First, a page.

The large chintz counterpanes, called palam-poors, of an ancient East India fabric, are prepared by placing on the cloth a pattern of wax and dyeing the parts not so protected. From India it appears the art was introduced at an early period into Europe; but it never became of much importance till some time in the 17th century, when Augsburg became celebrated for its printed cottons and linens. From this city the art spread into France, Germany, Switzerland, and Great Britain, being introduced into London about the year 1676. Here, being greatly restricted by the opposition of the silk and woollen weavers, it made but slow progress. In 1720 the wearing of printed calico was prohibited by act of parliament, under a penalty of £5 for each offence on the part of the wearer and of £20 on that of the seller. In 1730 it was allowed to be printed, provided the warp was of linen and the weft only of cotton; but even then it was subject to an onerous tax of 6d. per square yard. In 1774 the restriction upon the manufacture was repealed; but a tax of 3d. per yard was continued, which was increased in 1806 to.3 1/2d. In 1831 this duty was repealed; and the art, which had sustained itself under all the attempts to keep it down, now that it was relieved of the burden of paying an average of 50 per cent, on the goods produced for home consumption, suddenly received a great impetus, so that in place of 8,300,000 pieces of goods manufactured in 1830, the production was increased within 20 years to about 20,000,000. The character of the goods was greatly improved, as well as the processes and machinery; while the cost of production was much reduced by the enormous quantities manufactured.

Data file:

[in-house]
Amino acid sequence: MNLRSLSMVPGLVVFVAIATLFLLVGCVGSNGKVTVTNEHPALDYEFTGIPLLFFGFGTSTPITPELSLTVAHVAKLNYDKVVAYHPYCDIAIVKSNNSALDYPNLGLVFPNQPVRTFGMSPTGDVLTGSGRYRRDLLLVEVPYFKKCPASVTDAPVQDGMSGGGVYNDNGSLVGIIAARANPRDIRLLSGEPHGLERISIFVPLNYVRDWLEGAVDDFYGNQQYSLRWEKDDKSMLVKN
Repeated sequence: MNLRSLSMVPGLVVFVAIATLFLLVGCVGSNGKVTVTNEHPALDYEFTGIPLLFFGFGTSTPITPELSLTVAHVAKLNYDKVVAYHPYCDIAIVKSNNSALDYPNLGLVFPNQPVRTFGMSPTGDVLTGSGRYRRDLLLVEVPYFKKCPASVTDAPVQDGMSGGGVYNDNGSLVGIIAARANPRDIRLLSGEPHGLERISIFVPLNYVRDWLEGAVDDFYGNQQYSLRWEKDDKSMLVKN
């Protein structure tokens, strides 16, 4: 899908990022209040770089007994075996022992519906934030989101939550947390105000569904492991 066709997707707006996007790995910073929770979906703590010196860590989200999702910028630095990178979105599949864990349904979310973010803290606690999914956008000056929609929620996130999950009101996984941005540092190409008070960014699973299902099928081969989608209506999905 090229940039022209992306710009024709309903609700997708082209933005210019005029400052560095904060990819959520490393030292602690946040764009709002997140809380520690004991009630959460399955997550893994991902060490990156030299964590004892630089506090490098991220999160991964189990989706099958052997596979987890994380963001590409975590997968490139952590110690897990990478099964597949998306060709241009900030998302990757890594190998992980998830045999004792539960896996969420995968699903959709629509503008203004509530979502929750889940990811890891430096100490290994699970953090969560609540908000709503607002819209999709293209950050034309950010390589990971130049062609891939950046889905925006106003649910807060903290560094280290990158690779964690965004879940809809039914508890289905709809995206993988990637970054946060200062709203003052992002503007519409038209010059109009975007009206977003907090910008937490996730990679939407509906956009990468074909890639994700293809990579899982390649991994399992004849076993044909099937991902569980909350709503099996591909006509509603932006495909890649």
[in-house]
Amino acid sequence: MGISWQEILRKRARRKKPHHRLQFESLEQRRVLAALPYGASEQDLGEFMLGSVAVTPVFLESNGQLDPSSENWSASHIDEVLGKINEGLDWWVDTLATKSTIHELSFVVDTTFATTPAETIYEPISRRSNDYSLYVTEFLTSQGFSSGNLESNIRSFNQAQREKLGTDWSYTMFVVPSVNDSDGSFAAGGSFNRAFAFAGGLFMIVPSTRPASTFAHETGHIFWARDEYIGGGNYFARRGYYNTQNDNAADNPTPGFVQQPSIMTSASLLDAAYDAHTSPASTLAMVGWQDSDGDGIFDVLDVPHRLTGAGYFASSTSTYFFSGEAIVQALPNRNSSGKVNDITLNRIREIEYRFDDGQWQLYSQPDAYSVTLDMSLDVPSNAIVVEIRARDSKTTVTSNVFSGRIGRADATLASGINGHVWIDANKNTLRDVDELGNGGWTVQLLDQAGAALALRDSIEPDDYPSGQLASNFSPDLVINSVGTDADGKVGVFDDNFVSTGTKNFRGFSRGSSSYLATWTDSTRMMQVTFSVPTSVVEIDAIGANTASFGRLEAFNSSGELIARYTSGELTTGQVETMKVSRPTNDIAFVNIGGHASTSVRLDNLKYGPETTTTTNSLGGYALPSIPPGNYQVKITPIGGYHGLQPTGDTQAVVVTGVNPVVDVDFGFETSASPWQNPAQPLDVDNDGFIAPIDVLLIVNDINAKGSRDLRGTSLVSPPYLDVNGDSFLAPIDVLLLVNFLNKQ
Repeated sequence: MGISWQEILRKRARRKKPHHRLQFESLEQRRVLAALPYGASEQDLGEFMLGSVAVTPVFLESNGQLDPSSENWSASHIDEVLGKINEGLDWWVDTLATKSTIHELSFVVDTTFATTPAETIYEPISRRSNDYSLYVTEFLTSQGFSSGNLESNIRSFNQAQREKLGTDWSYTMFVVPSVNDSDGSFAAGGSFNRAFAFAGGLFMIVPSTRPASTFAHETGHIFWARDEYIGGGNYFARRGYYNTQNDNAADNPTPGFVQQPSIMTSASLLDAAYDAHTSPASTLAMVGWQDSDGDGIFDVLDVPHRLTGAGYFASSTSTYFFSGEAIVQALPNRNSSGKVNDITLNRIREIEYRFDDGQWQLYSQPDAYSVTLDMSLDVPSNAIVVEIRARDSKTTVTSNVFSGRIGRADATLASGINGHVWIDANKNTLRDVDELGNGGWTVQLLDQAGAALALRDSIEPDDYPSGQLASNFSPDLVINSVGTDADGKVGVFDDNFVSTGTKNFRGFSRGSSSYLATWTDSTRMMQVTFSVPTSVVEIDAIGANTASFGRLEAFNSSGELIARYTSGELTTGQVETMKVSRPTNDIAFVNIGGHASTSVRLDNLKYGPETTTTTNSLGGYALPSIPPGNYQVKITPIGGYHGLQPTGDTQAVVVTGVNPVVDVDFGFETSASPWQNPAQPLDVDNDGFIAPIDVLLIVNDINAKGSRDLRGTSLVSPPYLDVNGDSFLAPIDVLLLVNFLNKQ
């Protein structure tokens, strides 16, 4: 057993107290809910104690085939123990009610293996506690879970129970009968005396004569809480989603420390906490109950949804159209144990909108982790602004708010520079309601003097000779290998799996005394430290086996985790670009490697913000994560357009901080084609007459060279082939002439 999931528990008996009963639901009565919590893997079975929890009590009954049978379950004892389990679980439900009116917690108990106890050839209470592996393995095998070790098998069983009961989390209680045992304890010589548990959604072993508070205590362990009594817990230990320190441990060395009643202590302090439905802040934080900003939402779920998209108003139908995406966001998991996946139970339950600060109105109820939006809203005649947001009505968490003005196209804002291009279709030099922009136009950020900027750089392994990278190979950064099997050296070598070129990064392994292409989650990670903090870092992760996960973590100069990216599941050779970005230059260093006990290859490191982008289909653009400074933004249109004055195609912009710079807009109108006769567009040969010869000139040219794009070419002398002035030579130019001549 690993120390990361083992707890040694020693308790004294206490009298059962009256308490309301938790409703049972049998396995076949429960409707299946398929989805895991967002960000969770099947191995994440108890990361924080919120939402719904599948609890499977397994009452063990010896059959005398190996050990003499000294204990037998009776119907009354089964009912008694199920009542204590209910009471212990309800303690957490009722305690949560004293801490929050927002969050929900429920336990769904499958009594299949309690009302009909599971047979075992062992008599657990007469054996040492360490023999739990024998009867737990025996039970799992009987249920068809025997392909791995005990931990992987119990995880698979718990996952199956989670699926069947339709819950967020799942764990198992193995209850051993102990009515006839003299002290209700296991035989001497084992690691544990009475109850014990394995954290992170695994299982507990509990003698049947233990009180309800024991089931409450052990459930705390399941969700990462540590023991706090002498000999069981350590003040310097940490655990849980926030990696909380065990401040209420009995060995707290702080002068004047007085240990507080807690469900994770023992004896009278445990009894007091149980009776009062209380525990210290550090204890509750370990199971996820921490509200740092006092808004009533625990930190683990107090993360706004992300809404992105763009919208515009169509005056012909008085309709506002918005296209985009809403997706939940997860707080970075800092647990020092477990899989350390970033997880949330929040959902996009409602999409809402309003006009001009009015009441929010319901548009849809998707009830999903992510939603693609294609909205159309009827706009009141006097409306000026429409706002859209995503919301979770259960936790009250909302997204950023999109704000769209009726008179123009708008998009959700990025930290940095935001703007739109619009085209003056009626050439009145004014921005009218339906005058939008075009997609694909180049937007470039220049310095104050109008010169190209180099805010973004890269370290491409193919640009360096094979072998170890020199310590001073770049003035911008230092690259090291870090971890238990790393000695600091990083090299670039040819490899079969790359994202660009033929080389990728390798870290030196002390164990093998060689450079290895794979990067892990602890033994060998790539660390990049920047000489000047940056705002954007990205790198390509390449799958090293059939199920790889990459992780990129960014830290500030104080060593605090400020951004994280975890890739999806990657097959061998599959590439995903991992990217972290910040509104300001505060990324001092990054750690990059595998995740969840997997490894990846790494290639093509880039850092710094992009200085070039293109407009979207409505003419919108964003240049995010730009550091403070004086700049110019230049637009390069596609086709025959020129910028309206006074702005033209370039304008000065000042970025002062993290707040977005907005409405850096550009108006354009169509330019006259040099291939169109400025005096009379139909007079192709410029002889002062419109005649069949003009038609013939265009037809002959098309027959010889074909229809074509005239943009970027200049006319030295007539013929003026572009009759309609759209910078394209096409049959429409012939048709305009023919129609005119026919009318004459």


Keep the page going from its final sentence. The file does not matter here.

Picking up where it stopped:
The process of printing had been by wooden blocks, each one of which of a few inches square was applied by hand, impressing a portion of the figure upon the surface in a single color, and another block subsequently applied in the same spot to fill in another portion of the figure in another color. This process was soon nearly superseded by immense machines constructed with the greatest ingenuity, capable of producing 15 or even 20 colors at once with the same precision as in the case of the simpler machines which printed only two or three colors at once, while at the same time 600 or 700 times as many pieces were produced per day as if they had been blocked separately with the same number of workmen employed. The art has been perfected by the highest chemical talent, as well as by the ingenuity of the mechanician and the taste of the artist. Artists or pattern designers are especially employed, whose constant occupation is to furnish new patterns, from which the printer selects those he judges most likely to be popular.